We can assume that the $G(k)$-conjugacy class of $s$ generates a Zariski-dense subgroup $Q$ of $G$.

Let me assume that $k$ has characteristic zero and provide consequences. So $G=U\rtimes S$ for the unipotent radical $U$, which is defined over $k$, and some $k$-defined reductive subgroup $S$, and $G(k)=U(k)\rtimes S(k)$.

I claim that $Q$ contains $U(k)$.

If $U$ is abelian, $Q\cap U(k)$ contains all commutators $quq^{-1}u^{-1}$ ($q\in Q$, $u\in U(k)$), which can be rewritten as additively $q\cdot u-u$ and such element form a $k$-linear subspace, which is the whole of $U$, because $G$ is generated by unipotent elements. In general, this applies to $G/[U,U]$ and one deduces that $Q\cap U(k)$ has a surjective image in $[U(k),U(k)]=[U,U](k)$ and hence a standard lemma about nilpotent groups implies $Q\cap U(k)=U(k)$.

This completely reduces the question (in char 0) to reductive groups.

In the abelian case there is not much to say: a conjugacy class is a singleton. So mostly things amount to understand the semisimple case.

Then in the isotropic case we can get somewhat fine results.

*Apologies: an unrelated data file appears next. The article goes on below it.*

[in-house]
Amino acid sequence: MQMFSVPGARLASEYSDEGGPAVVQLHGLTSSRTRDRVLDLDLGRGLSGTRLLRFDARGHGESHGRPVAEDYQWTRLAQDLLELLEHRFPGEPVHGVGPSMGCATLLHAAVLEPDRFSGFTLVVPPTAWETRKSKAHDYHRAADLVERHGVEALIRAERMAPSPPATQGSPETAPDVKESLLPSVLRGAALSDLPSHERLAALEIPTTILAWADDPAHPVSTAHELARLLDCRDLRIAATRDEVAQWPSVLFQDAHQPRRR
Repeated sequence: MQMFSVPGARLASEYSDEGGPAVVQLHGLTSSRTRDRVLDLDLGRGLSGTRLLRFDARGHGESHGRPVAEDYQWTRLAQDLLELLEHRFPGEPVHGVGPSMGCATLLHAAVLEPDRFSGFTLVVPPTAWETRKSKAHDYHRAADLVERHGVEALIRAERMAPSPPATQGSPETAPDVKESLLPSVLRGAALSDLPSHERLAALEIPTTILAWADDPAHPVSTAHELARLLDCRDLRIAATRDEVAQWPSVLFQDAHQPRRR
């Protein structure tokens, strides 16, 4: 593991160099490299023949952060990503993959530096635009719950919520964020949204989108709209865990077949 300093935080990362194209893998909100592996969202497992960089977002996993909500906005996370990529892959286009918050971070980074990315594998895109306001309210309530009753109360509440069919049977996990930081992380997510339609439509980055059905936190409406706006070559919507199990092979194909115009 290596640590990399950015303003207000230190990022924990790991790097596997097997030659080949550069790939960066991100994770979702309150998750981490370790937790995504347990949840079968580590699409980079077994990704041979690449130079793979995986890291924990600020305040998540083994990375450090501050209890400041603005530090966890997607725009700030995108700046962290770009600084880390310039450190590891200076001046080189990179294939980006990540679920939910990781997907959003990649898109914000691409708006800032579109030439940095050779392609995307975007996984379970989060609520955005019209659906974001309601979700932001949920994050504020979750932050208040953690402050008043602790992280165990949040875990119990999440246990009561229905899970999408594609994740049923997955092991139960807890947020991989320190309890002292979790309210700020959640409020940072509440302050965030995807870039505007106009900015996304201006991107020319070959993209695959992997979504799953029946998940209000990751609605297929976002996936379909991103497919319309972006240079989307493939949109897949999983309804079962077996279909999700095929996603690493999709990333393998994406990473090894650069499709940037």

Let $Z$ be the largest finite normal subgroup of $G$, that is, the centralizer of the unit component $G^0$. Let $G(k)^+$ be the subgroup of $G(k)$ generated by unipotent elements.

Suppose that $G$ is connected, $k$-isotropic and $k$-simple. It is known (I think it's in Margulis' book) that every normal subgroup of $G(k)$ not contained in $Z$ contains $G(k)^+$. [This extends immediately to the case when $G$ is semisimple, $k$-isotropic, $G(k)$ is Zariski-dense (i.e., meets all connected components), and $G/G^0$ acts transitively on minimal nontrivial $k$-defined semisimple subgroups (these latter assumptions implies that they are all $k$-isotropic). Typical example: the wreath product $S\wr\mathrm{Sym}_n=S^n\rtimes\mathrm{Sym}_n$, with $S$ $k$-simple $k$-isotropic.]

Example: $G=\mathrm{PGL}_2(k)$ (here $\mathrm{PGL}_2$ is connected, simple, trivial center). Then the subgroup generated by the $G(k)$-conjugacy class of $s\in G(k)\smallsetminus\{1\}$ is equal to the subgroup of those $t\in\mathrm{PGL}_2(k)$ such that $\overline{\det}(t)\in\{1,\overline{\det}(s)\}$, where $\overline{\det}$ is the determinant viewed as function into $k^\ast/(k^\ast)^2$, which is well-defined as homomorphism $\mathrm{PGL}_2(k):k^\ast/(k^\ast)^2$.

The anisotropic case is far worse-understood. Still in the real case it behaves well and even better (in the above setting with "isotropic" replaced by "anisotropic", we automatically have $Q$ Zariski-closed.). In the $p$-adic case, for $G$ semisimple anisotropic, $G(k)$ is profinite and thus has no "minimal" normal subgroup; anyway some easy $p$-adic analysis probably ensures that $Q$ is an open subgroup, which is a reasonable conclusion.